NASCAR: Don’t blame gas for empty seats
By Scott Adamson
Scripps Howard News
A photo that ran on the sports front of my paper this week was telling. It showed a whole lot of empty seats at Daytona ó and Daytona doesn’t normally have a whole lot of empty seats at a NASCAR event.
Do we blame it on gas prices? That’s obviously a big factor. It costs a lot of money to drive hundreds of miles to see a race. Shoot, it costs a lot of money to drive anywhere these days.
But I refuse to blame sagging attendance solely on the terror at the tank.
From what I’ve heard from you ó and from my own experience ó Cup competition just isn’t that much fun anymore.
It’s certainly not stock car racing. It hasn’t been for years, of course, but with the Car of Tomorrow it’s even less so. There was a time when fans rooted for manufacturers as much as drivers. Except for the company logo, the cars are all the same now.
Take away the colorful logos and numbers and you can’t tell one from another. The winner of an event might be driving a Chevy, but you know as well as I do it has no relation to the kind of Chevy you see tooling down the highway.
NASCAR officials called a meeting with drivers last month and told them to stop “whining” about the COT, but fans don’t care too much about the vehicle, either.
While we aren’t concerned about how it handles in corners (after all, we’re not driving it), we see it as yet another move by an organization hell-bent on turning the sport into some sort of Madison Avenue event.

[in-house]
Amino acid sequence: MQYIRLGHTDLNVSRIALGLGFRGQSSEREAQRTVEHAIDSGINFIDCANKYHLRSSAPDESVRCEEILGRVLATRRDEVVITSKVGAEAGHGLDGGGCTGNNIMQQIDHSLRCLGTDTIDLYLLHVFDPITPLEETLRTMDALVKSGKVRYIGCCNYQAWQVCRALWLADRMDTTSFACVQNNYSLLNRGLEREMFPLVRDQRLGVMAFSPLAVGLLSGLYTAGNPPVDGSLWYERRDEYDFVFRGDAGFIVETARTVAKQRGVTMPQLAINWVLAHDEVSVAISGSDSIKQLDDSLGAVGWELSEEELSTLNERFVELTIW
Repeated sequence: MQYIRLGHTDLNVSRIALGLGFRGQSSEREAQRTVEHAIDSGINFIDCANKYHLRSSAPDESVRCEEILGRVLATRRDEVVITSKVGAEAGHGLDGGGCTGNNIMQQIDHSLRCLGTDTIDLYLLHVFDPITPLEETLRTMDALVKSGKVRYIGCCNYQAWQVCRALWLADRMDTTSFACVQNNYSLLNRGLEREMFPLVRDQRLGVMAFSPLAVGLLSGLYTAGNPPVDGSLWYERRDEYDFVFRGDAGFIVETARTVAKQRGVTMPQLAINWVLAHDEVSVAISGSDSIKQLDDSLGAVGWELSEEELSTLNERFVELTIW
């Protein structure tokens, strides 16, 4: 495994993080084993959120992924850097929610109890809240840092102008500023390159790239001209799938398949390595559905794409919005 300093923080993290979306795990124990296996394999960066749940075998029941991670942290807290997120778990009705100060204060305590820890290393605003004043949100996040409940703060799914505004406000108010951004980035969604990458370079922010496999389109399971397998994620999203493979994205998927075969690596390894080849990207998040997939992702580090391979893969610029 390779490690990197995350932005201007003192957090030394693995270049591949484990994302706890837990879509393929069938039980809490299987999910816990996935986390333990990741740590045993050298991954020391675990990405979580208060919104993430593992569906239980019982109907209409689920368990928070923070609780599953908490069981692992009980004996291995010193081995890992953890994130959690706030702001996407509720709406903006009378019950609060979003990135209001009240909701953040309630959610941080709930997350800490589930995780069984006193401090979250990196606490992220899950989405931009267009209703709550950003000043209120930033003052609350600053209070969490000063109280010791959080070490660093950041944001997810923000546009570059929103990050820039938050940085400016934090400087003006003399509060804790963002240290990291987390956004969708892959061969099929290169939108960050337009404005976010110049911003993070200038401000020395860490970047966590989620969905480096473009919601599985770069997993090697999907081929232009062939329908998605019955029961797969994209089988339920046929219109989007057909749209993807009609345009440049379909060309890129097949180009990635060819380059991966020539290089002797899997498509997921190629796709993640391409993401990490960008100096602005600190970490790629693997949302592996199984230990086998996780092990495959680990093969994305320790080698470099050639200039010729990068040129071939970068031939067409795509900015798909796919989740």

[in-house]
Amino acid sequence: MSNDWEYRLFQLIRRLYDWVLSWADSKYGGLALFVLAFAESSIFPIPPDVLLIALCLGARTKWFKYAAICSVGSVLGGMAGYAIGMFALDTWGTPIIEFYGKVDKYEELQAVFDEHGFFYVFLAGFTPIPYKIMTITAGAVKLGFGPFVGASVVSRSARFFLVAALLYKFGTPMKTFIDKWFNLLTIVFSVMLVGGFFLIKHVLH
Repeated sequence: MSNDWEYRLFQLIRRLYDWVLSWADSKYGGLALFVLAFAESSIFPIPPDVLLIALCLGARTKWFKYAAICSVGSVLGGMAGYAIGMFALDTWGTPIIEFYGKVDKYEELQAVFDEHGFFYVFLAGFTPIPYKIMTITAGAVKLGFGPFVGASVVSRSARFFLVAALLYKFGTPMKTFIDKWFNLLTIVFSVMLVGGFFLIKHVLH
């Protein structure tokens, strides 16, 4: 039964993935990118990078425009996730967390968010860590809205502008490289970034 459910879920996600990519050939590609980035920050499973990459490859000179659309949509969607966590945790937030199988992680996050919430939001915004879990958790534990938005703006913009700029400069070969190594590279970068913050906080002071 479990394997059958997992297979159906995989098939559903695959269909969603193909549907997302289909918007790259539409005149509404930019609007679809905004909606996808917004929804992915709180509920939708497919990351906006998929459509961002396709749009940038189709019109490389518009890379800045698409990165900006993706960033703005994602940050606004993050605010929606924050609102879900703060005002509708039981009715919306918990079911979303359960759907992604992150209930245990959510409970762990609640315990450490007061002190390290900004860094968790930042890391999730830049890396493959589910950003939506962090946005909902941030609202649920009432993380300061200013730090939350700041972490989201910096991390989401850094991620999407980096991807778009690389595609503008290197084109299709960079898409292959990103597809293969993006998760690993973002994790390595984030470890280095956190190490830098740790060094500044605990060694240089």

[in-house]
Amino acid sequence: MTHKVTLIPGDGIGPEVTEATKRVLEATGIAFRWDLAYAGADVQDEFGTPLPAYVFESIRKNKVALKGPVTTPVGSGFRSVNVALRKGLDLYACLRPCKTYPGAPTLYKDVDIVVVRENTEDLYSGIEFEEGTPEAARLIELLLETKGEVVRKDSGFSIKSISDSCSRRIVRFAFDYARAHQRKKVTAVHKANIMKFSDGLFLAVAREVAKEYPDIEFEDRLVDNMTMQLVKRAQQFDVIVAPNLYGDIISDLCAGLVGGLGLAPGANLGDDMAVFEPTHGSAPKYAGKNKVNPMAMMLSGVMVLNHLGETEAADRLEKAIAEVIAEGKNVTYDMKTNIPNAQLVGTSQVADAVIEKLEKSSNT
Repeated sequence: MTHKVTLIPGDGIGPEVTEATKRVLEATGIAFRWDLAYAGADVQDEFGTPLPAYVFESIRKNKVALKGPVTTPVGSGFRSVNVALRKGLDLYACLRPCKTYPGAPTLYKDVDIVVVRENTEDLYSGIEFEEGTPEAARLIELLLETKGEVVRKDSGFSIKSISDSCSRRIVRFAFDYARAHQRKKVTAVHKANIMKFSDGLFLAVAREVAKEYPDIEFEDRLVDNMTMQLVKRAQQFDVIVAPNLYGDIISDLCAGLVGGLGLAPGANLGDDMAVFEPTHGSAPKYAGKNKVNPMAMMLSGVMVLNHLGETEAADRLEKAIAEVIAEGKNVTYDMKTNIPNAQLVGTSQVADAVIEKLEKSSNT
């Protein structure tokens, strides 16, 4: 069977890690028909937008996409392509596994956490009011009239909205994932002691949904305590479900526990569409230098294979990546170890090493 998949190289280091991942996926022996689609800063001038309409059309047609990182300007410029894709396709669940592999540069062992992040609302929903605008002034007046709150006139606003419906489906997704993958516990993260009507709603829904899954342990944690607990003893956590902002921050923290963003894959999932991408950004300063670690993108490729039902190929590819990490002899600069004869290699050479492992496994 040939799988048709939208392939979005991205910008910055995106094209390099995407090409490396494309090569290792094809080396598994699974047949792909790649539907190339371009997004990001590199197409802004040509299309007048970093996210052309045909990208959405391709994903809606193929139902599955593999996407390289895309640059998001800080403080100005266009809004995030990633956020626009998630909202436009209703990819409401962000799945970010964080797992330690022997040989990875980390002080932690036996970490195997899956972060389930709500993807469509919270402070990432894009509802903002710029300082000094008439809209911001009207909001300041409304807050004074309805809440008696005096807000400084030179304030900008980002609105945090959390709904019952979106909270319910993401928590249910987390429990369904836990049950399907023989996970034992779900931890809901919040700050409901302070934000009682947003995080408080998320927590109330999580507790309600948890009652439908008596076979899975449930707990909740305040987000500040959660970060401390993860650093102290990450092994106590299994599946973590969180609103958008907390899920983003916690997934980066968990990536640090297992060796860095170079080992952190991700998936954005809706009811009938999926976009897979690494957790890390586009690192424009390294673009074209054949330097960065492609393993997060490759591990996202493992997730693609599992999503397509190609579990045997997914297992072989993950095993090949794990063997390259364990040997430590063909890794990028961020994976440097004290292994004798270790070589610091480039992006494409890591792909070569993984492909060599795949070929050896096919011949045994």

First we get cookie cutter tracks. Then we get cookie cutter cars. And more and more drivers are being forced to become cookie cutter drones that simply reel off a list of sponsors, sport a Stepford smile and say nothing more dramatic than, “The guys in the shop gave me a great car.”
Say what you will about Tony Stewart and Kyle Busch, but at least they say what they think and show some passion. It’s usually not politically correct and I might not even agree with all of it, but at least it makes me realize there are still some individuals in a sport that should celebrate individuality.
Before the green flag fell on the 2008 season, NASCAR CEO Brian France said it was time to get back to the basics and return stock car racing to its roots.
Was I absent the day that happened?
I mean, I didn’t expect the competitors to start running moonshine again but I don’t see any signs of the Cup series catering to its core audience, do you?
This year’s version of NASCAR seems just like last year’s version of NASCAR ó a slick Hollywood production that tries to hit on all the demographics except the ones that really matter.
With gas prices continuing to rise, chances are more and more people will have to pick and choose which tracks they visit and which ones they take a pass on. But NASCAR has bigger problems.
At some point the corporate giant is going to have to loosen its tie, roll up its sleeves and start paying attention to the little people.
Because little people like us are the ones who made it big to begin with.